It’s one of those weeks again — one of those weeks when I come across a very good wine that deserves a column all to itself, thanks to the California’s Truchard family, which has been growing and making wine for some time in the Napa Valley.
I had a delightful visit to their website, which brought back many happy memories that began with meeting Anthony Truchard (the younger) at a wine dinner here in New Hampshire many years ago. It was one of my first experiences meeting with a winemaker and having a chance to talk with him at length about his wines, which he obviously knew intimately, was a real pleasure that I look back on fondly.
The Truchard family wine history is an old one, going back to 1887 when one Jean Marie Truchard emigrated from a town near Lyon, France, with his brother. (My family emigrated from Isere, in the east of France near the Italian border, and, as far as I know, have never achieved winemaking greatness in the United States. But take heart: Even if you never become a virtuoso winemaker, you can always be a virtuoso wine appreciator. Maybe Wendy will let me plant an acre of grapes in the front yard someday.)
The Truchards established a 500-acre vineyard and winery in southeast Texas. Yes, this was the period of phylloxera annihilation in Europe and may have impacted their decision to leave. Alas, their venue did not survive the prohibition era. But Jean Marie’s grandson Tony got the farming bug (not phylloxera, mind you, just the desire to bring forth fruit from the earth).
Along the way, he went to college, medical school, and embarked on a career as a military physician decided to follow in his grandfather’s footsteps growing grapes and making wine. He purchased an abandoned fruit orchard in Carneros, Calif., as he continued his medical career. It wasn’t considered ideal wine soil, but in the end it worked. He successfully raised Chardonnay, Pinot Noir, Cabernet Sauvignon, Cabernet Franc Merlot and Riesling and now Roussanne.
The family originally grew grapes that they sold to other winemakers for vinification, but in the late 1980s decided to give it a go themselves and make their own wine from their own grapes. They cover the basic varietals— Cabernet Sauvignon, Zinfandel, Merlot, Syrah, Pinot Noir and Chardonnay — and the above-mentioned Roussanne.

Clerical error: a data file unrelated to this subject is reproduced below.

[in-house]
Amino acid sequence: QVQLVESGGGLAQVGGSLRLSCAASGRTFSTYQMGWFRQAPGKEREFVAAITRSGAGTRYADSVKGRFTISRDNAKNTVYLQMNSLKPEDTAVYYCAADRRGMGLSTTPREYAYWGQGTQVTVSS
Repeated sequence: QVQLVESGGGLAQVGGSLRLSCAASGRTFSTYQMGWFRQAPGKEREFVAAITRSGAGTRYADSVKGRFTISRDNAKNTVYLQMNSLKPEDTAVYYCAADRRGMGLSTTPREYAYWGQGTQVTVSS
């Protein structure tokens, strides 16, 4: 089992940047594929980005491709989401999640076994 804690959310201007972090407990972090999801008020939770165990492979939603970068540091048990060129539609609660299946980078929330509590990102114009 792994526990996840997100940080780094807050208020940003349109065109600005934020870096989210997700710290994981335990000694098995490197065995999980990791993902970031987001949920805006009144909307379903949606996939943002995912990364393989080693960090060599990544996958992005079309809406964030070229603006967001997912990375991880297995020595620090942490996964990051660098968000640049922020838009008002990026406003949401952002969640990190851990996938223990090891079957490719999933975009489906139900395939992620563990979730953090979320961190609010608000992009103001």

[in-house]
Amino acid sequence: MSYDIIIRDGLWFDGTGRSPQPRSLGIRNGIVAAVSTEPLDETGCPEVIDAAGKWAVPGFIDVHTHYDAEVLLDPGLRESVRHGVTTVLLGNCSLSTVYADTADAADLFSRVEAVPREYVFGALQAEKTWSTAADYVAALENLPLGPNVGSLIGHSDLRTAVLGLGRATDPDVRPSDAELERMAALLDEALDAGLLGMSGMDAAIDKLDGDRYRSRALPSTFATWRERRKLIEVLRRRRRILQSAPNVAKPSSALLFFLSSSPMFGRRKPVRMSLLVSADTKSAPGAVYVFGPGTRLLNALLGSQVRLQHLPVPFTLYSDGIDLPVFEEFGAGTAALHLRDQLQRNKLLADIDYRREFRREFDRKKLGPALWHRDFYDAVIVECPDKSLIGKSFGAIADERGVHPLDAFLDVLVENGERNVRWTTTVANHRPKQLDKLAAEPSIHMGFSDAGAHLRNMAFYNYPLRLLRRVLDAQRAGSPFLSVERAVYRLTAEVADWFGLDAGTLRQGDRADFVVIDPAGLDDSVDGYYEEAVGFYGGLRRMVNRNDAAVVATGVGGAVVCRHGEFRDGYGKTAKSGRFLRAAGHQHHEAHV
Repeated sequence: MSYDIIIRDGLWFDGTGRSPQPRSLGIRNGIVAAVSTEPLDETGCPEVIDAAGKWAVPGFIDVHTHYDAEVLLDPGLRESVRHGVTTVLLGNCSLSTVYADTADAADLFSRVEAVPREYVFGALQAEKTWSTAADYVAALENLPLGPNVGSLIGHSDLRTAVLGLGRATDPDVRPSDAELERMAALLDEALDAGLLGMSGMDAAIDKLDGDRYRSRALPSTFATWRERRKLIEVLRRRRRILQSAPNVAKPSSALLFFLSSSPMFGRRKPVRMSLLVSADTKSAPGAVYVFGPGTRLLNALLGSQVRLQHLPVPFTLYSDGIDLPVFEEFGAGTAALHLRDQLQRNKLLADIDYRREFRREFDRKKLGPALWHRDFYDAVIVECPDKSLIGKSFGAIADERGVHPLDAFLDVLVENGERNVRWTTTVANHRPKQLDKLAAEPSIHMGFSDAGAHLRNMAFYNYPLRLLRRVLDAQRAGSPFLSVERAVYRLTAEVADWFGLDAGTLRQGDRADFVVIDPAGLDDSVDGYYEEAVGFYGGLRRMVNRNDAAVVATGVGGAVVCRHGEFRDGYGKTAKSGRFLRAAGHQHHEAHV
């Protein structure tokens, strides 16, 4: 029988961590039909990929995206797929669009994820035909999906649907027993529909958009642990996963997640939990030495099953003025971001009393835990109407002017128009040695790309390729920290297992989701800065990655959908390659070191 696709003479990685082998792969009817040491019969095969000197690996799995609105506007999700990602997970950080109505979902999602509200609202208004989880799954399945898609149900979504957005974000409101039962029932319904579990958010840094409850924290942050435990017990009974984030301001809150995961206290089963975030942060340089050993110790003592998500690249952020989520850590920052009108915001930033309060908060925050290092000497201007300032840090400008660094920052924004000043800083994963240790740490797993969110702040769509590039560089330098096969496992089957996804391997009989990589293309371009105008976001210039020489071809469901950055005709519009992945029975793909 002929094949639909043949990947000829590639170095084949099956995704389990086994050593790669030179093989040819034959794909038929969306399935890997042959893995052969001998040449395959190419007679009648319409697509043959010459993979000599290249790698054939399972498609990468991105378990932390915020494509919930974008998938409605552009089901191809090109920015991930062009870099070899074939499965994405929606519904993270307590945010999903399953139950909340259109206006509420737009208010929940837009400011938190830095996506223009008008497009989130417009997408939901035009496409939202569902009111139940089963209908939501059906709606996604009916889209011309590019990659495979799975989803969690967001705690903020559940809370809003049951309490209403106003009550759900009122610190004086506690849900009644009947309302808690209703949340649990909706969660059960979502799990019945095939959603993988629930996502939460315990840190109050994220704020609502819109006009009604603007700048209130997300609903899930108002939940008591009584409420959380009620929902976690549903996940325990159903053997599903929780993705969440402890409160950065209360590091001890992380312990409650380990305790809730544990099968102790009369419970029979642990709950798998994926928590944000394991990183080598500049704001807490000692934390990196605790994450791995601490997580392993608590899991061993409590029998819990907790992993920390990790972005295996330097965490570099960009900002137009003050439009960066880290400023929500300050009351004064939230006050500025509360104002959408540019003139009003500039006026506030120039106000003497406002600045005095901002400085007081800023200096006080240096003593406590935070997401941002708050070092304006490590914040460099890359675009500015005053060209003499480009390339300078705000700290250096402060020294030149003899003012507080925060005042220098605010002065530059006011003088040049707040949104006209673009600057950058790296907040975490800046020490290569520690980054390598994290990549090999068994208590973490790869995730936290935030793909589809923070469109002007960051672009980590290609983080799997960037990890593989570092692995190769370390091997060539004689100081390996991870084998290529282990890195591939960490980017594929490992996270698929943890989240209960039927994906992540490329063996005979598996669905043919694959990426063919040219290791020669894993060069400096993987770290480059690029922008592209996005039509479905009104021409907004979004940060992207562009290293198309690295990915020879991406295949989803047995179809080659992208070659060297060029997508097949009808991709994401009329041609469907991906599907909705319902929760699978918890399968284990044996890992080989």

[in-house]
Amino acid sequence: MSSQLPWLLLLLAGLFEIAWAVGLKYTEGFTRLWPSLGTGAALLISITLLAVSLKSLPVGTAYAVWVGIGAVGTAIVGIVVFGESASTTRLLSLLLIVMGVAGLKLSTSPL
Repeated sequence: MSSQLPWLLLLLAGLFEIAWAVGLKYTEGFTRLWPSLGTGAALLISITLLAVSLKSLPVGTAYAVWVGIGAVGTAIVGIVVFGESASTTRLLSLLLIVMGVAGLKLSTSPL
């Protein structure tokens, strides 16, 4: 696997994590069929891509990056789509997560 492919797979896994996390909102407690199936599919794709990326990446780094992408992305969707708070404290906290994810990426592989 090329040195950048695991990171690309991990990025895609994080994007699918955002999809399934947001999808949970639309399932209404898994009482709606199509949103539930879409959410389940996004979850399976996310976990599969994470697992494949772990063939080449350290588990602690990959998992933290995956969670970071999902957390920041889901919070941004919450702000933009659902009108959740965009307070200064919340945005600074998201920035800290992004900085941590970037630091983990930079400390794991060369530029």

Anthony Truchard II began his career as an attorney, but then thought better of it (as did our own local winemaker Amy LaBelle), and now is the General Manager for the vineyards.
Lastly, a few words about the Roussanne grape: It was originally a blending grape that can be found in the great wines of the Rhône Valley, the only place in the world that includes white grapes in the blends of the red wines, including those of Hermitage, Crozes-Hermitage Chateauneuf-du-Pape.
My De Long’s Wine Grape Varietal Table tells me that Roussanne is an aromatic wine, with notes of herbal tea, and that it is one of the many grapes used in Rhône blends. One can find it in France, Australia, the U.S. and Italy. Its life as a single varietal is more recent.
The Truchard 2008 Roussanne is a white wine that sells for $19.99 at the State Liquor Stores. (I have discovered what appears to be an error — gasp — in the state listing. The Roussanne is listed as number 42581, but as a red wine. Be assured that Roussanne is a white grape that makes white wine.) It is lemon with a good dose of brilliant gold in the glass, with the nose of white fruit, of medium intensity with lemon peel, some hints of tea and pear. On the palate it is dry; with medium and well-integrated alcohol at 14.1%, it was a bit warm to begin with but it moderates. The fruit is well defined including green apple, lemon and hints of white pepper, all in a balanced presentation with some herbaceous notes. Medium-plus length finish. 91 points.
There aren’t a lot of bottles of the 2008 left in the state, but I hope that more will be coming along soon.
Contact local beer and wine writer Jim Beauregard at firstname.lastname@example.org.